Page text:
And, if you like to view with both eyes rather than just one, you can purchase a bino-viewer from a variety of vendors. One of the best quality is made by Denkmeier.

    You can also purchase either a CCD camera made to fit into a telescope or an adapter that will hold your own camera. You can download Registax software to process the image.

    Of course, when you get into taking your own pictures, it's important to remember that you need a telescope mount that has a tracking system.

    1. Aficionada profile image86
      Aficionadaposted 6 years agoin reply to this

      I didn't even know that such a thing as a Solar Telescope existed!  (I'm behind the times in viewing the sky.)  I have a generic telescope from years ago that I have in storage, but it is definitely not a solar telescope.  Wow, I'll have to look into that.

      To be honest, though, at this point I'm more interested in looking at pictures taken by others and reading all the information I can find (and understand!), rather than viewing the sun myself.  But I appreciate the information here very much.  I'll file it for the future when I may decide to go that route.  smile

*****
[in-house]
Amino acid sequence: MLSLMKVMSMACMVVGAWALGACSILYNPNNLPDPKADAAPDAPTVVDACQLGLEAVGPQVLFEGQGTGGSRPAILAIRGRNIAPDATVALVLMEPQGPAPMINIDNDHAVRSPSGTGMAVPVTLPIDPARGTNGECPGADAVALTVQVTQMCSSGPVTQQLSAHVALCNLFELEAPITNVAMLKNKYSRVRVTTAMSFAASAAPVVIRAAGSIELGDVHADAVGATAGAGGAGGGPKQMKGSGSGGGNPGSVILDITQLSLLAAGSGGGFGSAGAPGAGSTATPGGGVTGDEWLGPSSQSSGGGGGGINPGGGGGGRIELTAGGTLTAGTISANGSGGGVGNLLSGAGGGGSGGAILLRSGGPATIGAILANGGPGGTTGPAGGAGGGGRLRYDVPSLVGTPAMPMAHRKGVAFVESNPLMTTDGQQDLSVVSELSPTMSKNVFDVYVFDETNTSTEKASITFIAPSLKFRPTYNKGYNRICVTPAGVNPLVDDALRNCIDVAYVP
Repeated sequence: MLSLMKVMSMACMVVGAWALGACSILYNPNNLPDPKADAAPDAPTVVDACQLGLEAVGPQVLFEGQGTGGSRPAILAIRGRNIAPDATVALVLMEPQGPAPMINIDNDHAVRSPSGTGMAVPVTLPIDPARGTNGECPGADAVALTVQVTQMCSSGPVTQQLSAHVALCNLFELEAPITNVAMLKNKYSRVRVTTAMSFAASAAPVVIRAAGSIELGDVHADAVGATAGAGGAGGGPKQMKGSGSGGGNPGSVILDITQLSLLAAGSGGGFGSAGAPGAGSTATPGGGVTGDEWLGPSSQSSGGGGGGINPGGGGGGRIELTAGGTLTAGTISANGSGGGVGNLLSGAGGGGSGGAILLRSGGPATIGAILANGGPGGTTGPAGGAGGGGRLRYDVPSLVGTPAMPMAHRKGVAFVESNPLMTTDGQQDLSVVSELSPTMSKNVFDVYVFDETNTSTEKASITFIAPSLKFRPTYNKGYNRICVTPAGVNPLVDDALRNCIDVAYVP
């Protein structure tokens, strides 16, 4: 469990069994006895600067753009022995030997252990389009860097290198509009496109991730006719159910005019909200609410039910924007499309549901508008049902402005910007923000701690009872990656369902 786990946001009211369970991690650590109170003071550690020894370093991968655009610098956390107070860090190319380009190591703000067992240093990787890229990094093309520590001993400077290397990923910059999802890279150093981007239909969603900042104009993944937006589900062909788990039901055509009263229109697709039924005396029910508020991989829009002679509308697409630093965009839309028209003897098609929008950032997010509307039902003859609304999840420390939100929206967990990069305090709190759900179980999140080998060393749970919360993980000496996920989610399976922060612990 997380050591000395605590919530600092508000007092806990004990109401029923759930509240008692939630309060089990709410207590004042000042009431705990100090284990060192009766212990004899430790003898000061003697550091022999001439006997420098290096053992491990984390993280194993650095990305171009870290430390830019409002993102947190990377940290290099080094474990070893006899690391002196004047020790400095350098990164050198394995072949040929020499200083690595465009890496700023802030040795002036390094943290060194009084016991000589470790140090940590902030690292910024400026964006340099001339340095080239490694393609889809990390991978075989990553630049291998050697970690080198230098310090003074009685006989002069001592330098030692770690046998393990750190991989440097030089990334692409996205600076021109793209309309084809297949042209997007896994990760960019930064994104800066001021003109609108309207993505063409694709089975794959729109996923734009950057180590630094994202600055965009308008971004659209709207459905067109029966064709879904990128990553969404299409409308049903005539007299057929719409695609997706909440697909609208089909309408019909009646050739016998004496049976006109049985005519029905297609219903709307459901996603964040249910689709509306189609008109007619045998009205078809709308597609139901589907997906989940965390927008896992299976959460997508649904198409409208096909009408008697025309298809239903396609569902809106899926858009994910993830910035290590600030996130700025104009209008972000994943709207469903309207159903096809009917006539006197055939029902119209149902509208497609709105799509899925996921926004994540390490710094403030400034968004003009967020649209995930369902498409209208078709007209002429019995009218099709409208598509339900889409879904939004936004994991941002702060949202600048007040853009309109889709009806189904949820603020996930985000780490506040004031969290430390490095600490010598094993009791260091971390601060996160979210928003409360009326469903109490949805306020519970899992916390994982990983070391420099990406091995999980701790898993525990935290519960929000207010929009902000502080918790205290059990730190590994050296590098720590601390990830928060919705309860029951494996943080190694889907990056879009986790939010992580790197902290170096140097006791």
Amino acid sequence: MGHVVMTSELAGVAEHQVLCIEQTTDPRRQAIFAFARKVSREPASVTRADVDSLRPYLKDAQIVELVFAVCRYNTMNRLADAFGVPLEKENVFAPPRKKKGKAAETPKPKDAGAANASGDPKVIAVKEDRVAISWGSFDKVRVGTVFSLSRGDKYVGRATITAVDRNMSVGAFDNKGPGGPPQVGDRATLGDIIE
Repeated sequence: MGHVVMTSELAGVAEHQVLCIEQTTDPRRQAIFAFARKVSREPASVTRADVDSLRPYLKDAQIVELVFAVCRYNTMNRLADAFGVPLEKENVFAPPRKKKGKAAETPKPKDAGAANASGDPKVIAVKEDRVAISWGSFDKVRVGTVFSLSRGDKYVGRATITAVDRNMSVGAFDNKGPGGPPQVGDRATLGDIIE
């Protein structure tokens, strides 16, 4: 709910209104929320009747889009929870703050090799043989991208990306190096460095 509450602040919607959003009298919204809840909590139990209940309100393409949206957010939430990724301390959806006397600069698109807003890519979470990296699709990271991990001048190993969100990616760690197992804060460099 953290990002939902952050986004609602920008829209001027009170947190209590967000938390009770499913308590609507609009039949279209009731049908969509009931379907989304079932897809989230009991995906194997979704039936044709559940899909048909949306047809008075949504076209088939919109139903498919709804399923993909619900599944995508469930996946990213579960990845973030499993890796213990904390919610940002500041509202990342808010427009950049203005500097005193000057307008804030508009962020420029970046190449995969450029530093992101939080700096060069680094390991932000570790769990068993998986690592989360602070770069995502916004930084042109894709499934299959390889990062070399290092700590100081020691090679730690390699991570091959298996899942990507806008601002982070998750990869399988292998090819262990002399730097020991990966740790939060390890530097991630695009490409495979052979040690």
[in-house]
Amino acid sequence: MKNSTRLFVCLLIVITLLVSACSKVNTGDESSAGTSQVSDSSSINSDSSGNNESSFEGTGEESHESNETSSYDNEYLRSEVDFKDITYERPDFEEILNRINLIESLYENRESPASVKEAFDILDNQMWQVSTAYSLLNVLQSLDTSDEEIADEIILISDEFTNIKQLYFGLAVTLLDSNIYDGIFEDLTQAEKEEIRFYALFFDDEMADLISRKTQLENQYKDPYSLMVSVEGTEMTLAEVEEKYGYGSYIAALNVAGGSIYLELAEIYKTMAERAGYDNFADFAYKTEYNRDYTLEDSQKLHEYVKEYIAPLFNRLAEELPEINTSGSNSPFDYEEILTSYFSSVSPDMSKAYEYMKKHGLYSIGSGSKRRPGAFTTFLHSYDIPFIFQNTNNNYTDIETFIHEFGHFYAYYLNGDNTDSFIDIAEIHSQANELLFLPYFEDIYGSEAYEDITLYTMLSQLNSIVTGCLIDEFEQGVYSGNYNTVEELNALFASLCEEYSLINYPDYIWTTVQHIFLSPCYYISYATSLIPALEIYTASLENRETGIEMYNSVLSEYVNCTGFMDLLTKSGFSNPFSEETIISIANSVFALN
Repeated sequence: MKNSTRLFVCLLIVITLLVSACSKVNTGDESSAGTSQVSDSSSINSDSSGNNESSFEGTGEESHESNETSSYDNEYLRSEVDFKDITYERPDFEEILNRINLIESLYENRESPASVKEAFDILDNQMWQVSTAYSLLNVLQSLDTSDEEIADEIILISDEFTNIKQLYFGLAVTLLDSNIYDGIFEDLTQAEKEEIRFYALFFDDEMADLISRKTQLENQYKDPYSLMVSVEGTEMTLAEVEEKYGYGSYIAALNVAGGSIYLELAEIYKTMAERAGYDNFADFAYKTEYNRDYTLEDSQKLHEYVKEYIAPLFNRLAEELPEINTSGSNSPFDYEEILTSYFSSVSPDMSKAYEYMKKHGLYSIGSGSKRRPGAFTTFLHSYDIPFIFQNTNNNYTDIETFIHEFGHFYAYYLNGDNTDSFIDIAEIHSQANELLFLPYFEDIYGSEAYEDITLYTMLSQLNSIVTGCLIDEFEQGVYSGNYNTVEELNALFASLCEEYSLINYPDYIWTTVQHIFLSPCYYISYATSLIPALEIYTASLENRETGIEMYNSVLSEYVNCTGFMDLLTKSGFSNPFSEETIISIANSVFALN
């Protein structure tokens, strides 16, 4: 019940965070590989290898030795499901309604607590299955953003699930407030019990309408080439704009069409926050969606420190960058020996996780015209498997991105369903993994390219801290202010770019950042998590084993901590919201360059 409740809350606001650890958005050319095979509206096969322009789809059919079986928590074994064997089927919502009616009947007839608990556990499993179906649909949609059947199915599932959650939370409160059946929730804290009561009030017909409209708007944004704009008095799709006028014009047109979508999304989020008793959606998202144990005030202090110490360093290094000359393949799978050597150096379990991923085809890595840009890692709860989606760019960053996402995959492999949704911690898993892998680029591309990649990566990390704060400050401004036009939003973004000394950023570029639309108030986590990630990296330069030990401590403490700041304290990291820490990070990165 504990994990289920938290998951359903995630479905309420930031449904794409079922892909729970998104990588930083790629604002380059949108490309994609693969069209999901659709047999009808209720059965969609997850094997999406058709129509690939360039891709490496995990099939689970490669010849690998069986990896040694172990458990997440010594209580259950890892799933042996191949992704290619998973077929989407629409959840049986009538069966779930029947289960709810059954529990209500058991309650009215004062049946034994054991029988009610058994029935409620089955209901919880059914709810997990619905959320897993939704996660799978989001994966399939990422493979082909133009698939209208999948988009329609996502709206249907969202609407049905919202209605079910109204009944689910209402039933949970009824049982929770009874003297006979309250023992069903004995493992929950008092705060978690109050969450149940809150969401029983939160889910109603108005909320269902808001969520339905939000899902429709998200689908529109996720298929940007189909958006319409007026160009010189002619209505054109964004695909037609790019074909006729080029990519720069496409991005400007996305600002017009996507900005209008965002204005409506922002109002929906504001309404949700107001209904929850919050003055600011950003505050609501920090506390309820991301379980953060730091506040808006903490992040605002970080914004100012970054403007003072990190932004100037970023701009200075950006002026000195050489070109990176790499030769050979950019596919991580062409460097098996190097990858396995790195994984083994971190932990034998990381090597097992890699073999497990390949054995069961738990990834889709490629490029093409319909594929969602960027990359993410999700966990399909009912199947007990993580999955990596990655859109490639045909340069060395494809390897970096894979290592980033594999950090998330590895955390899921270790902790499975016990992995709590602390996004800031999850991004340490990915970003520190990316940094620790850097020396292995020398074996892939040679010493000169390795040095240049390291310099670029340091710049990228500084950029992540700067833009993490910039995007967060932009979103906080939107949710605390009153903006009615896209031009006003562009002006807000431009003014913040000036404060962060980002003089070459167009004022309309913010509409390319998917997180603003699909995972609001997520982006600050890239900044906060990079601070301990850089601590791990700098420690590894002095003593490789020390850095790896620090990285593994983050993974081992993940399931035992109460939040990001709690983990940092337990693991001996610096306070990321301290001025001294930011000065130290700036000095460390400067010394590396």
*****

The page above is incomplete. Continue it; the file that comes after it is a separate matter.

1. Beelzedad profile image54
        Beelzedadposted 6 years agoin reply to this

        What's exciting about viewing the sun yourself is that you can watch changes to prominences and flares in real time. True, the changes take a lot of time considering the distances those prominences and flares travel through space, but they certainly are noticeable. smile

        1. Aficionada profile image86
          Aficionadaposted 6 years agoin reply to this

          That's so cool that you yourself are able to watch them!  I love seeing the pictures and videos that are available. 

          Most of my current "obsession" has to do with trying to see what possible links there could be between solar activity and earthquakes.  As I mentioned, I'm aware that the scientists say there is none.  But we all know that scientists keep adding to the knowledge base and updating information all the time, so I'm willing to keep watching and wondering.